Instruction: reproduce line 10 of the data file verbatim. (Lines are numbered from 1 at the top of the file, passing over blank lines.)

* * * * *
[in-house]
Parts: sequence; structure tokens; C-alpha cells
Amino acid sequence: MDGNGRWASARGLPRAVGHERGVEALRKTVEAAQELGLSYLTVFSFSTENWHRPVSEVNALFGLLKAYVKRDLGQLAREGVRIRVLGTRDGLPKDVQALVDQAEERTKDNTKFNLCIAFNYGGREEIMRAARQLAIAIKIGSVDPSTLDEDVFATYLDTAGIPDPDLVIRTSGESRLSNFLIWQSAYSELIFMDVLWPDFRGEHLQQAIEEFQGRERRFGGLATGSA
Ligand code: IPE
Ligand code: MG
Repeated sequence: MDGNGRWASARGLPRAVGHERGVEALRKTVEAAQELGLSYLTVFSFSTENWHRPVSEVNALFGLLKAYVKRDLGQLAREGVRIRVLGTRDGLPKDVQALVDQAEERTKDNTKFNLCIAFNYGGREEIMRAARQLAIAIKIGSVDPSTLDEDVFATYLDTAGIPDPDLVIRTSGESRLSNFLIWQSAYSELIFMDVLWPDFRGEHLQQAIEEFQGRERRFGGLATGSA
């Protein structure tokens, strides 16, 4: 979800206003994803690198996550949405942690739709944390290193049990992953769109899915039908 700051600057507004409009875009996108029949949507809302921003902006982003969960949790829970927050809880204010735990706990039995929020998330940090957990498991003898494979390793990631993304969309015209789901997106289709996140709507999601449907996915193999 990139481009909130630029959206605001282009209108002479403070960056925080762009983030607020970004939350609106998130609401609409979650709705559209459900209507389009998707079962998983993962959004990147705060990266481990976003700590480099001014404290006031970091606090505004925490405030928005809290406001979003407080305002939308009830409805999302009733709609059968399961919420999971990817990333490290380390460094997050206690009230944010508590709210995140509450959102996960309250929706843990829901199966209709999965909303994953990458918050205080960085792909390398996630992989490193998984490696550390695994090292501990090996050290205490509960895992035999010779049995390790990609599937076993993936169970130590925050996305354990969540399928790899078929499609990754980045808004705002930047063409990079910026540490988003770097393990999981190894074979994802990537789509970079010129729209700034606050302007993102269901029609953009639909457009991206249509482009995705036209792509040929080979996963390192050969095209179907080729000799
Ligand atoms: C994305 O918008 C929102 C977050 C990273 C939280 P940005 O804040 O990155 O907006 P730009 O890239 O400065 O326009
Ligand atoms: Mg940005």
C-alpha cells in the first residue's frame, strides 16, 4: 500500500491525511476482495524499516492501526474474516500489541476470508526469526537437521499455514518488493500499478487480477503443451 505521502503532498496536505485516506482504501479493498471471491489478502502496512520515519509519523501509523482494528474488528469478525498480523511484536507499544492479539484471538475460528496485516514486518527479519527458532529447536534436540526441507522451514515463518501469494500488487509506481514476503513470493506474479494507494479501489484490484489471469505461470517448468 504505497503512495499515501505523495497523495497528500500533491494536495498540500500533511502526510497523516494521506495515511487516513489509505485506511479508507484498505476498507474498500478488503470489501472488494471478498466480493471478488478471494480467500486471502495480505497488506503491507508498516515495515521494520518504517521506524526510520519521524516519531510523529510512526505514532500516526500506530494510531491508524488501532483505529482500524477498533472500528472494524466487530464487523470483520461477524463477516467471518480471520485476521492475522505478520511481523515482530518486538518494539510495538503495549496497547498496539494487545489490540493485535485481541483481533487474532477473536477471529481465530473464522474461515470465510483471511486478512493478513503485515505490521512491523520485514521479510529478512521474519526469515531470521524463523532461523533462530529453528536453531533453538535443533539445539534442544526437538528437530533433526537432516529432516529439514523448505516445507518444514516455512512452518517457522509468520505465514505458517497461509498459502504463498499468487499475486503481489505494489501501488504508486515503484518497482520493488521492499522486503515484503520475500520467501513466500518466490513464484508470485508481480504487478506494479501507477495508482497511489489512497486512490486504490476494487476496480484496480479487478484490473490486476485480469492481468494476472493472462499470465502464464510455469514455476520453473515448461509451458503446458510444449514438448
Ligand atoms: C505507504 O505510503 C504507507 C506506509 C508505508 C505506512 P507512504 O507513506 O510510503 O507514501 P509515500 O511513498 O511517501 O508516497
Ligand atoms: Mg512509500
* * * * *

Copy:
C-alpha cells in the first residue's frame, strides 16, 4: 500500500491525511476482495524499516492501526474474516500489541476470508526469526537437521499455514518488493500499478487480477503443451 505521502503532498496536505485516506482504501479493498471471491489478502502496512520515519509519523501509523482494528474488528469478525498480523511484536507499544492479539484471538475460528496485516514486518527479519527458532529447536534436540526441507522451514515463518501469494500488487509506481514476503513470493506474479494507494479501489484490484489471469505461470517448468 504505497503512495499515501505523495497523495497528500500533491494536495498540500500533511502526510497523516494521506495515511487516513489509505485506511479508507484498505476498507474498500478488503470489501472488494471478498466480493471478488478471494480467500486471502495480505497488506503491507508498516515495515521494520518504517521506524526510520519521524516519531510523529510512526505514532500516526500506530494510531491508524488501532483505529482500524477498533472500528472494524466487530464487523470483520461477524463477516467471518480471520485476521492475522505478520511481523515482530518486538518494539510495538503495549496497547498496539494487545489490540493485535485481541483481533487474532477473536477471529481465530473464522474461515470465510483471511486478512493478513503485515505490521512491523520485514521479510529478512521474519526469515531470521524463523532461523533462530529453528536453531533453538535443533539445539534442544526437538528437530533433526537432516529432516529439514523448505516445507518444514516455512512452518517457522509468520505465514505458517497461509498459502504463498499468487499475486503481489505494489501501488504508486515503484518497482520493488521492499522486503515484503520475500520467501513466500518466490513464484508470485508481480504487478506494479501507477495508482497511489489512497486512490486504490476494487476496480484496480479487478484490473490486476485480469492481468494476472493472462499470465502464464510455469514455476520453473515448461509451458503446458510444449514438448